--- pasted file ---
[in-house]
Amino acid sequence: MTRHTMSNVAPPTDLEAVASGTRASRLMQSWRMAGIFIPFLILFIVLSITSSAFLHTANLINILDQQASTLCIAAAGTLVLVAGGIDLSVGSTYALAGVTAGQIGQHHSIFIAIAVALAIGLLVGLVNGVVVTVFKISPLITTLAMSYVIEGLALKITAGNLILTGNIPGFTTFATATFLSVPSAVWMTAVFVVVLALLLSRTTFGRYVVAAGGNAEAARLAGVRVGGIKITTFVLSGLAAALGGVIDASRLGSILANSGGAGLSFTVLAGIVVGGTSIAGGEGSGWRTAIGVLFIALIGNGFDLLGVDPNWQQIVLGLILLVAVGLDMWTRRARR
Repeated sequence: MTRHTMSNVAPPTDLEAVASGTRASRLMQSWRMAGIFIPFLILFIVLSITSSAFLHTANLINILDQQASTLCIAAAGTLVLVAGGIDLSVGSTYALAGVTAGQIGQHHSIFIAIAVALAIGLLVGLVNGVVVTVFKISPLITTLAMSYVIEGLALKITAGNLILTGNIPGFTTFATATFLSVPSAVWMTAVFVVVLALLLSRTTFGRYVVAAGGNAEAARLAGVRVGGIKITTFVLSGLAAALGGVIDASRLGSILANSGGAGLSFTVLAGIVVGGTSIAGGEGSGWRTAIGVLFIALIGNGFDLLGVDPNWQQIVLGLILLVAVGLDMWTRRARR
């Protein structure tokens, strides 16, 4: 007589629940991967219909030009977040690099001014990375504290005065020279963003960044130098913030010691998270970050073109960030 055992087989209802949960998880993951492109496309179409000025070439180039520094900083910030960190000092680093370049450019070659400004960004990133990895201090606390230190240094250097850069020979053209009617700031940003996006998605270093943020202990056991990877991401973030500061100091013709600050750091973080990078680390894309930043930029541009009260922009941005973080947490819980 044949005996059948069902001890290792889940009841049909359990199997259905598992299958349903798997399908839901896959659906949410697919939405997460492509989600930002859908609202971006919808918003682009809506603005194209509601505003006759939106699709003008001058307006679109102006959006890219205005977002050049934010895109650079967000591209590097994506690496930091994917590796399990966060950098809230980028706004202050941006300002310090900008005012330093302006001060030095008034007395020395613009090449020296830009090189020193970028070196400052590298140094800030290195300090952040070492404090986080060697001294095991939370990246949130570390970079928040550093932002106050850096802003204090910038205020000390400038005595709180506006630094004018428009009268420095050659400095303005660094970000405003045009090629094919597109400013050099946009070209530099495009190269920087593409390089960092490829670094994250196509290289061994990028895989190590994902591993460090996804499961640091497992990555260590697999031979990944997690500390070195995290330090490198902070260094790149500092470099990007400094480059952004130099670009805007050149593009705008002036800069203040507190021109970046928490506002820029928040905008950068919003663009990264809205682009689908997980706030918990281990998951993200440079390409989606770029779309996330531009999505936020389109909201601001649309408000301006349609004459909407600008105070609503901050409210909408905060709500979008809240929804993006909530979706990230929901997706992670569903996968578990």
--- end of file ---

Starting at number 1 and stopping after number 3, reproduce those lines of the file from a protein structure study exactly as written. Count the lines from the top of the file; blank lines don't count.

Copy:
[in-house]
Amino acid sequence: MTRHTMSNVAPPTDLEAVASGTRASRLMQSWRMAGIFIPFLILFIVLSITSSAFLHTANLINILDQQASTLCIAAAGTLVLVAGGIDLSVGSTYALAGVTAGQIGQHHSIFIAIAVALAIGLLVGLVNGVVVTVFKISPLITTLAMSYVIEGLALKITAGNLILTGNIPGFTTFATATFLSVPSAVWMTAVFVVVLALLLSRTTFGRYVVAAGGNAEAARLAGVRVGGIKITTFVLSGLAAALGGVIDASRLGSILANSGGAGLSFTVLAGIVVGGTSIAGGEGSGWRTAIGVLFIALIGNGFDLLGVDPNWQQIVLGLILLVAVGLDMWTRRARR
Repeated sequence: MTRHTMSNVAPPTDLEAVASGTRASRLMQSWRMAGIFIPFLILFIVLSITSSAFLHTANLINILDQQASTLCIAAAGTLVLVAGGIDLSVGSTYALAGVTAGQIGQHHSIFIAIAVALAIGLLVGLVNGVVVTVFKISPLITTLAMSYVIEGLALKITAGNLILTGNIPGFTTFATATFLSVPSAVWMTAVFVVVLALLLSRTTFGRYVVAAGGNAEAARLAGVRVGGIKITTFVLSGLAAALGGVIDASRLGSILANSGGAGLSFTVLAGIVVGGTSIAGGEGSGWRTAIGVLFIALIGNGFDLLGVDPNWQQIVLGLILLVAVGLDMWTRRARR